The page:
def score(self, text: str, mask_fill_threshold=0.4) -> float:
        Return a dict of scores that represents how likely the text was produced by a
        generative model.

        # Compute the mask fill score
        true_tokens, pred_tokens = self._mask_fill(text)
        return sum([1 for t, p in zip(true_tokens, pred_tokens) if t == p]) / len(true_tokens)

This code uses the bert-base-uncased model from HuggingFace. Since different models will produce different results, it would be interesting to try different models to determine which class of models generated the text (e.g. LLaMA, Mistral, GPT, etc.).


To test the performance of the approach, I used a dataset of labeled human-written and AI-written essays from kaggle. Since the score method outputs a value in the range [0, 1], I did some quick parameter tuning to select the binary classification threshold that maximizes the area under the ROC curve (AUC).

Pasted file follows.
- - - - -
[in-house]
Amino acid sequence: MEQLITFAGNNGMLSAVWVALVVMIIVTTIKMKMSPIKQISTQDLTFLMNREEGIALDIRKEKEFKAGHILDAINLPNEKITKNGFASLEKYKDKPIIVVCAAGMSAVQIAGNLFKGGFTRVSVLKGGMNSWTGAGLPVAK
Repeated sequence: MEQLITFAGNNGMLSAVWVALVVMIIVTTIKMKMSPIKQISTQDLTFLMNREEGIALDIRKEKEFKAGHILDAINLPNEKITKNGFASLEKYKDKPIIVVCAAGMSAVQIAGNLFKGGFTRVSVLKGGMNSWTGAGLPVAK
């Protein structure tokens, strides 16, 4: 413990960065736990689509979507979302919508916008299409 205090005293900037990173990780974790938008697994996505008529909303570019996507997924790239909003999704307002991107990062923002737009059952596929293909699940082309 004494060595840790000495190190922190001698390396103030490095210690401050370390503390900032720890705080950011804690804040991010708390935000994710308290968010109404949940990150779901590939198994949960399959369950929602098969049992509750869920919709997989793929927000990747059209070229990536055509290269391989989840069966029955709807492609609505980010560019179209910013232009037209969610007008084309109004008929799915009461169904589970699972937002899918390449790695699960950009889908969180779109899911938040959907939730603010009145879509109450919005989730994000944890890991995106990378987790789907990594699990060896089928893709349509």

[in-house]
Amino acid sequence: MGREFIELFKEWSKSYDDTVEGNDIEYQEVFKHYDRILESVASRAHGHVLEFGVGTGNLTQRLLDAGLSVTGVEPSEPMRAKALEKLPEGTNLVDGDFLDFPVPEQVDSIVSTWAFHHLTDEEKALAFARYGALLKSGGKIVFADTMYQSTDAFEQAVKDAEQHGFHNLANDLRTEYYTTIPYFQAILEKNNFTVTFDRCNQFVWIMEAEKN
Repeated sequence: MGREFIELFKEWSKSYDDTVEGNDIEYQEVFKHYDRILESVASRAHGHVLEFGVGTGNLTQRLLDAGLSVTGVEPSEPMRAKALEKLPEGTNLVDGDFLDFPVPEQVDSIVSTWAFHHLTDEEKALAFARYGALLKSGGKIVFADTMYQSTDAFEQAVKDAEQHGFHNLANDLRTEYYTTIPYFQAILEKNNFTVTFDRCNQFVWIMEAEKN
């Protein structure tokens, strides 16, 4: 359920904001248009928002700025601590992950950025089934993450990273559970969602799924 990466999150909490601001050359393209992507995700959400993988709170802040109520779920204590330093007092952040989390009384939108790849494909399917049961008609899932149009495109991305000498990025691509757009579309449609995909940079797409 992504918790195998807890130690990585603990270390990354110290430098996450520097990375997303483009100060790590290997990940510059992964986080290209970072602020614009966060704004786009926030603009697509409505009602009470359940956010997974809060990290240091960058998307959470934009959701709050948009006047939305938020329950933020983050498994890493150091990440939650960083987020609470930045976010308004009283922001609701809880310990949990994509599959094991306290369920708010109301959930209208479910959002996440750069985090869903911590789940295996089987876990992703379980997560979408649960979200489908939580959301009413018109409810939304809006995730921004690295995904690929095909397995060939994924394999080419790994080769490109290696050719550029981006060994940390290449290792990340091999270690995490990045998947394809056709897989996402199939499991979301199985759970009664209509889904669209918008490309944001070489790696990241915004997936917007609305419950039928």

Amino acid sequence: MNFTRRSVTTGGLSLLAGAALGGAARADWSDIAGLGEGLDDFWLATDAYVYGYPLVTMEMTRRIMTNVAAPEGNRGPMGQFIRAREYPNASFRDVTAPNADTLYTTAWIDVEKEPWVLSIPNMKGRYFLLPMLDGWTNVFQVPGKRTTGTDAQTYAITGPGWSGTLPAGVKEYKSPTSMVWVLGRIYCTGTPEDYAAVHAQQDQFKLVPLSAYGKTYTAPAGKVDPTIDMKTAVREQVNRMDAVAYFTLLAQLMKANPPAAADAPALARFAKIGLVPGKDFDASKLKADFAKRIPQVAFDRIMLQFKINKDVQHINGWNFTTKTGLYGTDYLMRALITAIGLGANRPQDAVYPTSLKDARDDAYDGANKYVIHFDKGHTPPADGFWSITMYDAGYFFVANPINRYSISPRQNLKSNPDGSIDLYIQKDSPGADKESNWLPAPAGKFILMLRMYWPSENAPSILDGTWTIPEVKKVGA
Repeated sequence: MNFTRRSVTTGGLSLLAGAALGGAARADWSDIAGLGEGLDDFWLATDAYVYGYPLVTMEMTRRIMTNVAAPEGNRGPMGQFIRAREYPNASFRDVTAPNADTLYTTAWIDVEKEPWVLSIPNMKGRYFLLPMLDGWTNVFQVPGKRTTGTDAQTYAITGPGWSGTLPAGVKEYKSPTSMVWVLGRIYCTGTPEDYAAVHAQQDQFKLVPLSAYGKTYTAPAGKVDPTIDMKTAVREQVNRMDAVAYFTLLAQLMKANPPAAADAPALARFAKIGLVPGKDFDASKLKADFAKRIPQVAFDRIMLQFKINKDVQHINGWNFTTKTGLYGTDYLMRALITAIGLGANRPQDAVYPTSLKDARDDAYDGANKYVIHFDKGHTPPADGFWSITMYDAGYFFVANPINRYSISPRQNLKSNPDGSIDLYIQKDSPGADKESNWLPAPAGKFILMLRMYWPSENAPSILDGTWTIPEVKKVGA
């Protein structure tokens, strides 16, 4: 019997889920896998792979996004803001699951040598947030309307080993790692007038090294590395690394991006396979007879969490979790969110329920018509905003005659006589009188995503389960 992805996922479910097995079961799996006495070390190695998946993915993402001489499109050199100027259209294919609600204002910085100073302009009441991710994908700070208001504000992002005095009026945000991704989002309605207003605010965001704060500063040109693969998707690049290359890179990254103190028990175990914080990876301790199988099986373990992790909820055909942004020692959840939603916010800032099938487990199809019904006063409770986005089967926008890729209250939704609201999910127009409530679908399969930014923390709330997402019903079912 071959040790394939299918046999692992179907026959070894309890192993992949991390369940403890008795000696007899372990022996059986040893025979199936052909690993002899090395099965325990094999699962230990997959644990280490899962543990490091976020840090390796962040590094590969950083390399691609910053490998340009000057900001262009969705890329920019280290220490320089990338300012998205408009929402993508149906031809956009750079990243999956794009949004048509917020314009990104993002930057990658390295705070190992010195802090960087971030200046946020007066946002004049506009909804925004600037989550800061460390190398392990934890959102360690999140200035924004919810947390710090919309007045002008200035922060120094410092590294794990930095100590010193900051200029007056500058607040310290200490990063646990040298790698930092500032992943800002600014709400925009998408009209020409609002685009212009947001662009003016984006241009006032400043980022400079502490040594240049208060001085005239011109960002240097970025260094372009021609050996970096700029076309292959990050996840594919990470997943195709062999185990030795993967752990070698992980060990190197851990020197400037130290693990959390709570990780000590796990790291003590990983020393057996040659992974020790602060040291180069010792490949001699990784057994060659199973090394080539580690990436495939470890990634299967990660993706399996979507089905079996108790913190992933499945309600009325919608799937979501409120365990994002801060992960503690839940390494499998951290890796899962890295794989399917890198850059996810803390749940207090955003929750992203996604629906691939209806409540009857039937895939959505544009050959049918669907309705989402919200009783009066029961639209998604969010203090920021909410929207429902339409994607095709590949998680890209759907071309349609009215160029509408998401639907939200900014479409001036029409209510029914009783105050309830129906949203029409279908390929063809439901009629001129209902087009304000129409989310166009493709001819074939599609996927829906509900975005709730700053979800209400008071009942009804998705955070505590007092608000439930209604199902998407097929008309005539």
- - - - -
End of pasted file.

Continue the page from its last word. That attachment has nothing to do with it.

“AUC vs. Threshold”

The results against the evaluation set show that the accuracy is a bit better than random guessing, but I certainly wouldn’t stake any academic integrity on it!


Future Work

In order to combat the AI-ification of the internet we will need to have models and tools to detect AI-generated context. Using heuristics like perplexity and writing consistency seem to have some promise but relying on an all-in-one solution is unlikely to sufficient. In the future we will need the ability to develop domain-specific models that are tuned to particular detection tasks. These models will also need to be flexible and capable of evolving, because natural language is highly contextual, and continuously changing over time.


I did not use AI in the creation of this post - but for fun here’s what GPTZero says.

“GPTZero output”

Photo by Steve Johnson on Unsplash

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I built an AI text detector from scratch. Here's what went right and what went wrong.